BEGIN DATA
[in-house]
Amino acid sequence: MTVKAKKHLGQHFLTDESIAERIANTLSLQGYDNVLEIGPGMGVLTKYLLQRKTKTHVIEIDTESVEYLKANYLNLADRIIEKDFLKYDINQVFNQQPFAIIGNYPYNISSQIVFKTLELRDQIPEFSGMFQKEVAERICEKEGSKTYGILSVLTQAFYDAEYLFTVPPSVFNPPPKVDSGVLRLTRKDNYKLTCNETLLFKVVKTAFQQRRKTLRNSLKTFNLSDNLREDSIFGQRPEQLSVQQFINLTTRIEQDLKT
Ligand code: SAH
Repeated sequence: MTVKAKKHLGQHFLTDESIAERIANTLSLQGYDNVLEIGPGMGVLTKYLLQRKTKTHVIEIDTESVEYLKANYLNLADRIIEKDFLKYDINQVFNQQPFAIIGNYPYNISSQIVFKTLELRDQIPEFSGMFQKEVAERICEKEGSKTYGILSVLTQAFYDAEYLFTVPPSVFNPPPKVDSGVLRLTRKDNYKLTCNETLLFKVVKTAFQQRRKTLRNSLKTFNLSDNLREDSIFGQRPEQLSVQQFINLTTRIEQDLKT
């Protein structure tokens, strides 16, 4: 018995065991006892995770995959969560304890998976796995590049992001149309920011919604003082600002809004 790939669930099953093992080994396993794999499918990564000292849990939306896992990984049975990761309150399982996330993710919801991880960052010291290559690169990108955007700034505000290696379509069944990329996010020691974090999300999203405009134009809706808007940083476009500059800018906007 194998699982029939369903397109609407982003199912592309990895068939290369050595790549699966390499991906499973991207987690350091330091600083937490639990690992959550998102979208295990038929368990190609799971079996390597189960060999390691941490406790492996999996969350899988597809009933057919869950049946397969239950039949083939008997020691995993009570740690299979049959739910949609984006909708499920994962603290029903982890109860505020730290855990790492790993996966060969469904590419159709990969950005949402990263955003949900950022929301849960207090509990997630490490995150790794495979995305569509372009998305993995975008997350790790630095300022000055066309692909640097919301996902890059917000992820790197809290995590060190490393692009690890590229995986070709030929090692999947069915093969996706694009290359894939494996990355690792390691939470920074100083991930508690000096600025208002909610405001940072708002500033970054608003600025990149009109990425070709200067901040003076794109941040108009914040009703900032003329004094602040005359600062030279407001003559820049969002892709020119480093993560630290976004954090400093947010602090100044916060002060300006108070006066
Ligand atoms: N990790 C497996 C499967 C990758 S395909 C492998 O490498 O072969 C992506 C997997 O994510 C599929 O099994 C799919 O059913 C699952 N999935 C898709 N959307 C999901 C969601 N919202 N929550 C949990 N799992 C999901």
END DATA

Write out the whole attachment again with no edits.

[in-house]
Amino acid sequence: MTVKAKKHLGQHFLTDESIAERIANTLSLQGYDNVLEIGPGMGVLTKYLLQRKTKTHVIEIDTESVEYLKANYLNLADRIIEKDFLKYDINQVFNQQPFAIIGNYPYNISSQIVFKTLELRDQIPEFSGMFQKEVAERICEKEGSKTYGILSVLTQAFYDAEYLFTVPPSVFNPPPKVDSGVLRLTRKDNYKLTCNETLLFKVVKTAFQQRRKTLRNSLKTFNLSDNLREDSIFGQRPEQLSVQQFINLTTRIEQDLKT
Ligand code: SAH
Repeated sequence: MTVKAKKHLGQHFLTDESIAERIANTLSLQGYDNVLEIGPGMGVLTKYLLQRKTKTHVIEIDTESVEYLKANYLNLADRIIEKDFLKYDINQVFNQQPFAIIGNYPYNISSQIVFKTLELRDQIPEFSGMFQKEVAERICEKEGSKTYGILSVLTQAFYDAEYLFTVPPSVFNPPPKVDSGVLRLTRKDNYKLTCNETLLFKVVKTAFQQRRKTLRNSLKTFNLSDNLREDSIFGQRPEQLSVQQFINLTTRIEQDLKT
């Protein structure tokens, strides 16, 4: 018995065991006892995770995959969560304890998976796995590049992001149309920011919604003082600002809004 790939669930099953093992080994396993794999499918990564000292849990939306896992990984049975990761309150399982996330993710919801991880960052010291290559690169990108955007700034505000290696379509069944990329996010020691974090999300999203405009134009809706808007940083476009500059800018906007 194998699982029939369903397109609407982003199912592309990895068939290369050595790549699966390499991906499973991207987690350091330091600083937490639990690992959550998102979208295990038929368990190609799971079996390597189960060999390691941490406790492996999996969350899988597809009933057919869950049946397969239950039949083939008997020691995993009570740690299979049959739910949609984006909708499920994962603290029903982890109860505020730290855990790492790993996966060969469904590419159709990969950005949402990263955003949900950022929301849960207090509990997630490490995150790794495979995305569509372009998305993995975008997350790790630095300022000055066309692909640097919301996902890059917000992820790197809290995590060190490393692009690890590229995986070709030929090692999947069915093969996706694009290359894939494996990355690792390691939470920074100083991930508690000096600025208002909610405001940072708002500033970054608003600025990149009109990425070709200067901040003076794109941040108009914040009703900032003329004094602040005359600062030279407001003559820049969002892709020119480093993560630290976004954090400093947010602090100044916060002060300006108070006066
Ligand atoms: N990790 C497996 C499967 C990758 S395909 C492998 O490498 O072969 C992506 C997997 O994510 C599929 O099994 C799919 O059913 C699952 N999935 C898709 N959307 C999901 C969601 N919202 N929550 C949990 N799992 C999901």